Now, American International Group (AIG) is hanging by its lifeline, as it seeks US$40 billion from the US Federal Reserve to stave off a quick death.

News from Bloomberg says New York State governor David Paterson would allow AIG to borrow $20 billion from subsidiaries to bolster its capital. Shares in A.I.G. tumbled more than 50 percent on Monday (Sept 15), as investors grew concerned over the company’s credit crisis.

AIA policy

I have to fret because I hold an AIA Assurance (whose parent company is AIG), bought since I started working in 1985. And my hubby has an AIA policy now. Will we see any money should we need to make a claim on the policy?

Here is an uninformed person’s take on the whole situation.

America has been the world’s role model for greed at all cost. Now we learn, greed comes with a price on our heads. We also learn, that we should not buy investments we don’t understand.

The American banking system has been the role model for modern capitalist nations – they all want to emulate Lehman, Bank of America or Goldman Sachs. How they fail to see, the “emperor too has no clothes”. Shame, shame.

America has in the past looked at disdain at Asia, at its crony capitalism. Now, we know, America too has its own version of crony capitalists. All those bankers wrapped up in Giorgio Armani or Ermenegildo Zegna suits. They all look positively crisp, the smell of greed lingering out of every pore as they seek to outsmart one another in creating, buying and selling debt instruments no one can understand but themselves.

Here’s what America should learn from Asia. Do what the Koreans did: bring out your gold, and melt them. Except Americans don’t save in “gold” they have annuities which are possibly all invested in airy fairy-type instruments.

America should peg its currency to the Renmenbi, for some stability. China may be able to use some of its reserves to bail America out. (Provided the Crony Capitalists in China haven’t bought heaps of Lehman or Merrill Lynch debt instruments which they thought they understood.)

Or better, America can do what Malaysia did; set up a National Investment Agency (using Fed Reserve money) to buy up all the soon-to-collapse company and salvage all the not-so-junky assets, reemploy all those men-in-fancy outfits. Soon you’ll realize, people forget. And life goes on. See how Malaysia survived.

One other way is to have the IMF bail out America. Except, where would the IMF get its money from (since the US is the largest holder of voting rights (which I read to mean also financial contributor). Then IMF would have to lay some rules on the banks in America – no more excesses. No more new expensive suits and mega laptops and fancy Bloomberg or Reuters-Thompson trading terminals in their dealing rooms. Use the abacus, they are cheaper. No more lattes or mochachinos, drink Chinese green tea.

Perhaps America should let some Arabs take over their banking system, convert them into hybrids – a form of Islamic banking housed in capitalist buildings.

Or perhaps, America should sell some of its banking assets to a venture owned by the oil-rich states in the Middle East and the nouveau riche in China. Then the Chinese and the Middle East will teach the world their form of trading, the Ali Baba kind which is less complicated.

Here’s how you and I, as man-in-street may be affected. Imagine all the layoffs in the US? Well, these financial types will soon be walking in the streets, looking for work. They will flock to Asia, Europe or elsewhere, to sell their “once were warrior” skills.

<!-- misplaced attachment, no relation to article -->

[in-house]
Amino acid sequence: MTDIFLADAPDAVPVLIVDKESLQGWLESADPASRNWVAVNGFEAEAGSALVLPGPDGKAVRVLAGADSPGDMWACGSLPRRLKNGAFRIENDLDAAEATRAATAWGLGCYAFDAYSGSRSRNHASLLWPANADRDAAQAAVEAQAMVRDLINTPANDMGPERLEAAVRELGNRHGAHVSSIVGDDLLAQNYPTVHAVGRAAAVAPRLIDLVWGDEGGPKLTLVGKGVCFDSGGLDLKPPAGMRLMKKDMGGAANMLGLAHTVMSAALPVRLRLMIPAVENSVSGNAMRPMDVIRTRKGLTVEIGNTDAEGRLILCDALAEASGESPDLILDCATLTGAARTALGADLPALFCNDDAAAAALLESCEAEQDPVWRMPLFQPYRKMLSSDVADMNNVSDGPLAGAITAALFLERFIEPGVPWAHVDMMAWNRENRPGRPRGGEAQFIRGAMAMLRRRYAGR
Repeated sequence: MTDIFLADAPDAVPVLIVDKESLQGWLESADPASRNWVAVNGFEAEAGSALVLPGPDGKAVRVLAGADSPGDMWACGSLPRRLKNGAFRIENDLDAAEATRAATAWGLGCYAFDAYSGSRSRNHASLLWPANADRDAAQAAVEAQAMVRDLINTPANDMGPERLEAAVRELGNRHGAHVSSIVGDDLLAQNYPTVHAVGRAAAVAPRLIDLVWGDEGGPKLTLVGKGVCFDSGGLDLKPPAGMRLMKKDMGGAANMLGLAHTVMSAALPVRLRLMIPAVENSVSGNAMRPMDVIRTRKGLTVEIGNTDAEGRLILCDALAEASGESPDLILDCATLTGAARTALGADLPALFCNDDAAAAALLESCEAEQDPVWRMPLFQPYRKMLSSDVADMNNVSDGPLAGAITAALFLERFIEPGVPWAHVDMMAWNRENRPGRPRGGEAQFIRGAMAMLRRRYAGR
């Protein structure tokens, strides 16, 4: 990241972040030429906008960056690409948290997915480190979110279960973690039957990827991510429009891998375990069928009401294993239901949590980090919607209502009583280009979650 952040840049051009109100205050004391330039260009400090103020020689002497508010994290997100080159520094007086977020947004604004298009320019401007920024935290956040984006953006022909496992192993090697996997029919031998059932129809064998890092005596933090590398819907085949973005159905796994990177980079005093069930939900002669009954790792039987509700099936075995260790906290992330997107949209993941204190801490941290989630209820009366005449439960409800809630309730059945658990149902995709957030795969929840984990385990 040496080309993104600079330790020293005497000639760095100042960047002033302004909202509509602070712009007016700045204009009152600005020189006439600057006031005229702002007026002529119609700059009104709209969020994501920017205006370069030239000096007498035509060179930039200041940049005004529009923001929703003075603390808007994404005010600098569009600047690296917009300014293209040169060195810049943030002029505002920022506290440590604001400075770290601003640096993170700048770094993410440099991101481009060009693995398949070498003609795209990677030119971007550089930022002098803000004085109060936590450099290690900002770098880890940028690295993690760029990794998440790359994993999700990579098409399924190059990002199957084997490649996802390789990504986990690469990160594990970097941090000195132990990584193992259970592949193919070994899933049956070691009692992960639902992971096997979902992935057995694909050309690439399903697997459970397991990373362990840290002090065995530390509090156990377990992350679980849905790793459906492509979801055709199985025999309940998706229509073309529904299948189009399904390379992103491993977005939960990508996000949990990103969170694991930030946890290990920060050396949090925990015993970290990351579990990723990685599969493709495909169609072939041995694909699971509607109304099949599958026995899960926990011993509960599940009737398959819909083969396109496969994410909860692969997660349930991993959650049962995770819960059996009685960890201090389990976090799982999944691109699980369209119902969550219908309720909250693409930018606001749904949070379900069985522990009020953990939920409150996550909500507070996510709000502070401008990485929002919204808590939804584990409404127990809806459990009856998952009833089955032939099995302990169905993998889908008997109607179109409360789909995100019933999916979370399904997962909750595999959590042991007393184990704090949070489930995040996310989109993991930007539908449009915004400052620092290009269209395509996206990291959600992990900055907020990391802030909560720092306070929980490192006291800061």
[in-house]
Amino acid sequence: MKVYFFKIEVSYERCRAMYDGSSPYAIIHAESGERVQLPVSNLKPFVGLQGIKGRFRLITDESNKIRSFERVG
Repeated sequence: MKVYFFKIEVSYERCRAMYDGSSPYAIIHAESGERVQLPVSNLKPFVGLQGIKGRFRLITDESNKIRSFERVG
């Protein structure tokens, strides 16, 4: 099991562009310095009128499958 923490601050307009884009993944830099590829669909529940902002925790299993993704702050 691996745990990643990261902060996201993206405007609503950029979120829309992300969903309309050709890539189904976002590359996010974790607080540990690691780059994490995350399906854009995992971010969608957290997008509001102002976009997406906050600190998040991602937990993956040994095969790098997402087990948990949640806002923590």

I love this saying: “Those who don’t learn from history are doomed to repeat the mistakes of the past.” So, unless we remember the price of greed, we will always have to relearn what we missed learning.

As for me and my house, no Made-in-China food

I stopped buying Made-in-China food products when possible. This is the sad truth, it is not always possible to not buy Made in China (MIC). Our local Asian market Lim’s Garden stocks many different brands of MIC noodles, soy sauce, salted veggies and garlic. The grown-in-China garlic is about NZ$3.99 per kg. The grown-in-NZ garlic is about $13 per kg. What a world of difference. The Chinese garlic has to travel from some unknown patch in Chinese soil, go in a shipping vessel, to land in NZ shores. Why is it still so much cheaper? Because the poor Chinese farmer does not have control over his sale price. He just hands over his garlic crop to a middle man who ships in off for a little or fat profit, whichever we chose to believe. Poor Chinese farmer probably lives in a harsh condition, doing his utmost best to keep farming the way he knows best. My not buying his garlic does not help either.

Fonterra's half sin
NZ’s biggest export company Fonterra is suffering some bad press at the moment. Products made by its Chinese partner Shijiazhuang Sanlu Group Co Ltd, is reportedly found to contain melamine (an industrial additive, used in among others, as a base for plates and cups that don’t break).

According to Prime Minister Helen Clark (PM): New Zealand officials at Fonterra have been aware of the contamination since mid-August, despite a full public recall only being initiated 2nd week of September 2008.

Fonterra, according to the PM, could not recall the product as local authorities in China would not do it. (Clark told TV One on the Breakfast show on Sept 15, 2008).

This won’ be the first time the Chinese are using industrial ingredients in food. Remember those stories about human meat in Chinese buns or cat or dog meat in Chinese buns?

In 2007, a pet food recall was initiated by Menu Foods and other pet food manufacturers who had found their products had been contaminated and caused serious illnesses or deaths in some of the animals that had eaten them. The pet food was imported from a manufacturer in China, Xuzhou Anying Biologic Technology. The practice of adding "melamine scrap" to animal feed is reported to be widespread in China. (Source: Wiki). What is it about the Chinese businessmen who choose such an atrocious way to make a little more profit?

Made in Thailand, Japan
My precaution? I stopped buying MIC food. I only buy Made-in-Thailand (MIT) noodles (I have no idea if their food standards are better), MIT tapiaco starch, rice flour and glutinous rice flour. I buy Made-in-Taiwan salted lettuce (it has an ISO stamp, not that that’s an endorsement of hygiene or food standards.). I buy Made-in-Japan Kikoman soy sauce, miso and Made-in-Malaysia’s Yeo salted beans. I stopped buying Chinese dried dates. I was told the Chinese coloured their version with colouring to make them brighter looking.

It is a funny feeling for me, given that I grew up eating MIC products. I used to love Ma Ling luncheon, or Ma Ling salted fish with black beans. I grew up eating MIC salted radish, lettuce and fermented bean curd. Now, I don’t.

Have I changed? Or has China changed? I don’t know, but I won’t take any chances.